Tuesday December 1, 2009 - Vol. VIII Issue 12

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SERIOUSLY SPEAKING

THE MUSIC STOPPED

For those who are not aware: At all military base theaters, the National Anthem is played before the movie begins.

This is written from a Chaplain in Iraq:

I recently attended a showing of 'Superman 3' here at LSA Anaconda. We have a large auditorium we use for movies, as well as memorial services and other large gatherings. As is the custom at all military bases, we stood to attention when the National Anthem began before the main feature. All was going well until three-quarters of the way through The National Anthem, the music stopped.

Now, what would happen if this occurred with 1,000 18-22 year-olds back in the States? I imagine there would be hoots, catcalls, laughter, a few rude comments, and everyone would sit down and yell for the movie to begin. Of course, that is, if they had stood for the National Anthem in the first place.

Here in Iraq, 1,000 Soldiers continued to stand at attention, eyes fixed forward. The music started again and the Soldiers continued to quietly stand at attention. But again, at the same point, the music stopped. What would you expect 1000 Soldiers standing at attention to do? Frankly, I expected some laughter, and everyone would eventually sit down and wait for the movie to start.

But No!!... You could have heard a pin drop, while every Soldier continued to stand at attention. Suddenly, there was a lone voice from the front of the auditorium, then a dozen voices, and soon the room was filled with the voices of a thousand soldiers, finishing where the recording left off: "And the rockets red glare, the bombs bursting in air, gave proof through the night that our flag was still there. Oh, say does that Star Spangled Banner yet wave, o'er the land of the free, and the home of the brave."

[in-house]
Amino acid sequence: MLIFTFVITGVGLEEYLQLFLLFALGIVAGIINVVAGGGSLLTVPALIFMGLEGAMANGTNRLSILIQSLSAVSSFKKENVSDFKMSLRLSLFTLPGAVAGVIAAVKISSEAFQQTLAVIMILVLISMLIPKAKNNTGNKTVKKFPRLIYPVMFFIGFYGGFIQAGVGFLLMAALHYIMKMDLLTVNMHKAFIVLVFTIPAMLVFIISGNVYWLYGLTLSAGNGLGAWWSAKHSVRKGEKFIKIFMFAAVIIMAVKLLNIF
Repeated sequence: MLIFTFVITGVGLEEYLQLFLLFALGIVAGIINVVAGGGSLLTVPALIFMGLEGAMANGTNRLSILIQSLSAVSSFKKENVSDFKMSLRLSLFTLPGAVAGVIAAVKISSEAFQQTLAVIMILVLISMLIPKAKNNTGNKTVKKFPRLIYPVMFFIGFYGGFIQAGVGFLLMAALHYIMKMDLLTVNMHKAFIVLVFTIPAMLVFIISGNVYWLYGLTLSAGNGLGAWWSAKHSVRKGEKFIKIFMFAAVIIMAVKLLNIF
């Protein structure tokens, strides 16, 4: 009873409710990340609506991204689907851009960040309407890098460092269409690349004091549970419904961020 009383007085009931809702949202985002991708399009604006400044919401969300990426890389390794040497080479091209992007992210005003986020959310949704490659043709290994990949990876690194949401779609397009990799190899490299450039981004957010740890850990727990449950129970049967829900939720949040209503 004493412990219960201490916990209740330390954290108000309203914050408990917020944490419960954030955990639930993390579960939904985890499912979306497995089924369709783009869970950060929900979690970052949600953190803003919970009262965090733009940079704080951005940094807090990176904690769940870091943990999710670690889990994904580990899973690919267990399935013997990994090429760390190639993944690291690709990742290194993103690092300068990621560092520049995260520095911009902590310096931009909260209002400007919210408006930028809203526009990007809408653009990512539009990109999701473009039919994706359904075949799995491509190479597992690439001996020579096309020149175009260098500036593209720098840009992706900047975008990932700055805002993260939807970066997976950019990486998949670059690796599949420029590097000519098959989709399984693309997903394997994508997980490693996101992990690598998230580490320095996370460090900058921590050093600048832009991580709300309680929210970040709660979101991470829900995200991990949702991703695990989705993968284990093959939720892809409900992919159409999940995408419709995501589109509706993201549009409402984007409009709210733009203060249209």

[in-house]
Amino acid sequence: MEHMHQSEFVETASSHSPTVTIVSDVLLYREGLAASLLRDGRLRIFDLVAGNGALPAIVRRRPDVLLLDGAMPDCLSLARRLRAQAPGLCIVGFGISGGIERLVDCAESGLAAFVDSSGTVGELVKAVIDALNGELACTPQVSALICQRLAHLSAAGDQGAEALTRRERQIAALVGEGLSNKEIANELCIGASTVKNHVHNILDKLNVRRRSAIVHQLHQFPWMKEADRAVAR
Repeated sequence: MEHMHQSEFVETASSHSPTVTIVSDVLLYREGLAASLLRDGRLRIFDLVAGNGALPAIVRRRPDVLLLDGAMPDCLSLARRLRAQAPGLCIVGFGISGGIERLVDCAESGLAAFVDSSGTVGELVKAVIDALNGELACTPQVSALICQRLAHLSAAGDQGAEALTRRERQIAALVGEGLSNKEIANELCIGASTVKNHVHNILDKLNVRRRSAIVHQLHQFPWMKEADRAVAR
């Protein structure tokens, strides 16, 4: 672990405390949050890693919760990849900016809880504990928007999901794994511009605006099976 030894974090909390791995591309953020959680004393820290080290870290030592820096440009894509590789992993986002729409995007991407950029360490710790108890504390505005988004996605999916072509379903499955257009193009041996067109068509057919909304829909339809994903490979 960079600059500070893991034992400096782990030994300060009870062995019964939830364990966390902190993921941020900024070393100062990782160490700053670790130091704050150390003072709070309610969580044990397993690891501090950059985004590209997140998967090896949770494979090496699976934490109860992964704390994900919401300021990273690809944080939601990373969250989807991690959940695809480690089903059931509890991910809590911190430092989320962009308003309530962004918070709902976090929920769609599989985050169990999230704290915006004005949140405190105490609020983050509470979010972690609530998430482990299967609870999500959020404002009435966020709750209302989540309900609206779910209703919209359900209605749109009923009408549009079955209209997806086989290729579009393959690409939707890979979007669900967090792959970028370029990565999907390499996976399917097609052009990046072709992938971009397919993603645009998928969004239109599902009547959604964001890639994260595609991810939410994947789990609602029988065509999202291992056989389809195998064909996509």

It was the most inspiring moment I have had in Iraq and I wanted you to know what kind of Soldiers are serving you. Remember them as they fight for us!

Pass this along as a reminder to others to be ever in prayer for all our soldiers serving us here at home, and abroad. Many have already paid the ultimate price.

Written by Chaplain Jim Higgins, LSA Anaconda is at the Ballad Airport in Iraq, north of Baghdad


This story only refers to the Marines but is suitable for all of troops, whoever and wherever they are serving.

A SOLDIER'S NIGHT BEFORE CHRISTMAS
(Original Title is "Merry Christmas, My Friend")

'Twas the night before Christmas, he lived all alone,
In a one-bedroom house made of plaster and stone.
I had come down the chimney, with presents to give
And to see just who in this home did live.

As I looked all about, a strange sight I did see,
No tinsel, no presents, not even a tree.
No stocking by the fire, just boots filled with sand.
On the wall hung pictures of a far distant land.

With medals and badges, awards of all kind,
A sobering thought soon came to my mind.
For this house was different, unlike any I'd seen.
This was the home of a U.S. Marine.

I'd heard stories about them, I had to see more,